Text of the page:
How Not to Live Your Life
|How Not to Live Your Life|
Title card from Series 3
|Created by||Dan Clark|
|Country of origin||United Kingdom|
|No. of series||3|
|No. of episodes||20 (List of episodes)|
|Running time||30 minutes|
|Original channel||BBC Three and BBC HD
BBC Two (repeats)
|Original run||27 September 2007– 22 December 2011|
How Not to Live Your Life was a British sitcom, written by and starring Dan Clark that aired between 27 September 2007 and 22 December 2011 on BBC Three, about a neurotic twenty-nine-year-old man who is trying to navigate his way through life but is not helped by his bad instincts. After a pilot, the show debuted in 2008 with moderate ratings but grew over the course of the three series, doubling its ratings each series because of its cult following. The third series got viewing figures of 1.5 million across the week and was the second most watched show on BBC iPlayer. When BBC Three controller Danny Cohen left the channel, new controller Zai Bennett cancelled several comedies, including How Not To Live Your Life.
In 2006, Clark was commissioned to write two short comedies for Paramount Comedy 1 – Dan Clark's Guide to Dating and Dan Clark's Guide to Working, both of which he co-wrote with Gary Reich. Clark was the main character in both shows, and Isabel Fay appeared in Dan Clark's Guide to Dating, which was shown as ten one-minute clips on the channel, with lists of ten things people shouldn't do on a date, such as "Ten things you shouldn't wear on a date". The clips began to appear on the Internet and the BBC approached him about doing a 30 minute show in the same format. The result was the pilot for How Not to Live Your Life, using the same style of short clips within a traditional sitcom. The pilot was filmed in a real house in London and first aired on BBC Three on 27 September 2007.
The pilot featured a number of actors who did not appear as regular characters in the series – Sally Bretton, Rich Fulcher, Claire Keelan and Bruce Mackinnon. Although, Isabel Fay who also appeared in the pilot was in the final episode of the first series, "The Break Up", as Fiona. The BBC then commissioned a full series, which was filmed in a studio in Glasgow. Clark wrote each episode and directed four episodes. The first series started broadcasting on BBC Three on 12 August 2008 with the first episode, "Home Sweet Home", which introduces the four main characters of Don, Abby, Karl and Eddie. BBC Three showed the first series on Tuesday evenings at 10:30pm.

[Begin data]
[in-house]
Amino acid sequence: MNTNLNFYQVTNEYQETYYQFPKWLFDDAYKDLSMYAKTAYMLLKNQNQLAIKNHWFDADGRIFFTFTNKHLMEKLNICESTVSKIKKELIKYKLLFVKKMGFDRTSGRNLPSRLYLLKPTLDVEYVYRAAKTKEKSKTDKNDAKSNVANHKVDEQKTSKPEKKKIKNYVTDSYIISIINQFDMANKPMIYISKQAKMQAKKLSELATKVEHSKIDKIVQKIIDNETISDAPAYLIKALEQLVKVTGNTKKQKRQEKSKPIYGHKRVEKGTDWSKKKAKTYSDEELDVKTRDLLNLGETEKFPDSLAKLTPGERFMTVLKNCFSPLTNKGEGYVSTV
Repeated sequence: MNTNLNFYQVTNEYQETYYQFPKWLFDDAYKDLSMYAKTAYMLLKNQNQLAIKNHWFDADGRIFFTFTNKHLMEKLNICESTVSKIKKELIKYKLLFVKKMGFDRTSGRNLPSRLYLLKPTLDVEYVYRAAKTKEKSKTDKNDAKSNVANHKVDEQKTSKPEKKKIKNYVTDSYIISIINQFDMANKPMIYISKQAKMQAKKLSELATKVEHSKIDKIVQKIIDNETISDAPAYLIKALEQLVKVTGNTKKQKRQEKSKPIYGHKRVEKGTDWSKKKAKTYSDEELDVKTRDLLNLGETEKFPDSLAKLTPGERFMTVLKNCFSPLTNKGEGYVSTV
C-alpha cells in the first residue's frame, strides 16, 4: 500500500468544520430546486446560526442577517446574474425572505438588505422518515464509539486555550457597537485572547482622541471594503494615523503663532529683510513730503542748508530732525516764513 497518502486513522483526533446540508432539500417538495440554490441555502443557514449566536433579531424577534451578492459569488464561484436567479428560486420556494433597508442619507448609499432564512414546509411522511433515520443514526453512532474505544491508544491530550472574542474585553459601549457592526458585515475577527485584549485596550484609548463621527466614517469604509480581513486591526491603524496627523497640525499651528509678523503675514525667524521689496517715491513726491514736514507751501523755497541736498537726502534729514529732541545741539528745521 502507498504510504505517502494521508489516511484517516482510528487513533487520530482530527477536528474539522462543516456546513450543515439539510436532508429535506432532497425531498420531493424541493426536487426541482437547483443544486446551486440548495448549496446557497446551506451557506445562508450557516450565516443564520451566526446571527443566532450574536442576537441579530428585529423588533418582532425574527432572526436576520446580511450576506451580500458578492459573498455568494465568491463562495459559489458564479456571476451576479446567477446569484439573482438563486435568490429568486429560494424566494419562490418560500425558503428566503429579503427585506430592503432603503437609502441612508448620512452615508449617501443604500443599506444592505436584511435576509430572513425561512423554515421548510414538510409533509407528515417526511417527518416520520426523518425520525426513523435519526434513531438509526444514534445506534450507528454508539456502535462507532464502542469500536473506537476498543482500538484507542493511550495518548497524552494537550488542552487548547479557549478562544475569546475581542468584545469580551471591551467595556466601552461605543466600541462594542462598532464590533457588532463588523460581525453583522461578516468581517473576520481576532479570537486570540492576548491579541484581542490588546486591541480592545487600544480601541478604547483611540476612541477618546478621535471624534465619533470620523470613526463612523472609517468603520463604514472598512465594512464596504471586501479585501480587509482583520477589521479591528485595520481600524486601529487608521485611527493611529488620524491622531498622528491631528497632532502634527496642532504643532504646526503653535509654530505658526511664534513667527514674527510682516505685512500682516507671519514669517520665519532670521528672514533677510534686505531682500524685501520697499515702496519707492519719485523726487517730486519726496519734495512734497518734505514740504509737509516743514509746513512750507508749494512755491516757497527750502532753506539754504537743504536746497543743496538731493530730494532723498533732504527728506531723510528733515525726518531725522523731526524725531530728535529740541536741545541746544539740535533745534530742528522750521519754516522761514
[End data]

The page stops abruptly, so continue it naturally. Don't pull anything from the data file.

The series often features the character of Don giving a narrative and talking to the camera, as well as cut away dream sequences where he gives alternative scenarios such as put downs or physical moves he wished he had thought about at the time. For instance, in episode four of series one, "The Young Ones", these include, "Eight Ways Don Shouldn't Dance", "Alternative ways to deal with annoying teenagers" and "What Don wished he had said to his flatmate, Abby, while she was necking with her annoying and square boyfriend Cockface on the sofa".
Don is a neurotic, single twenty-nine-year-old, failing to navigate his way through the very basics of life. His biggest enemy is his overactive mind, which plays out countless scenes of things he shouldn't do or say. When he moves into a house left to him by his recently deceased grandmother, he meets Eddie, her over-enthusiastic carer who doesn't want to leave. Don soon realises there are advantages to letting him stay. To help pay off the huge back payments on the house, Don decides to get a lodger. He ends up choosing Abby, the girl he was in love with as a teenager and whom he still fancies. However, Abby isn't single. She has a boyfriend Karl, whom Don refers to as 'Kockface'.
In Autumn 2009, BBC Three commissioned a second series of How Not to Live Your Life, which was filmed in the Spring of 2009. It started on 15 September 2009. The plotline is somewhat different from the first series. Abby and Karl did not feature in this series, and Mrs. Treacher (Don's neighbour) has become a main character as well as having more amorous humour towards Don, along with a new character named Samantha. The series featured Julian Barratt as a minor character, Jackson.
On 2 November 2009, BBC Three recommissioned the show for a third series. This was confirmed by Dan Clark on both his Twitter and Facebook page, and on 29 September 2010, Dan Clark posted on his official Twitter page that the third series was scheduled to be aired in the beginning of November.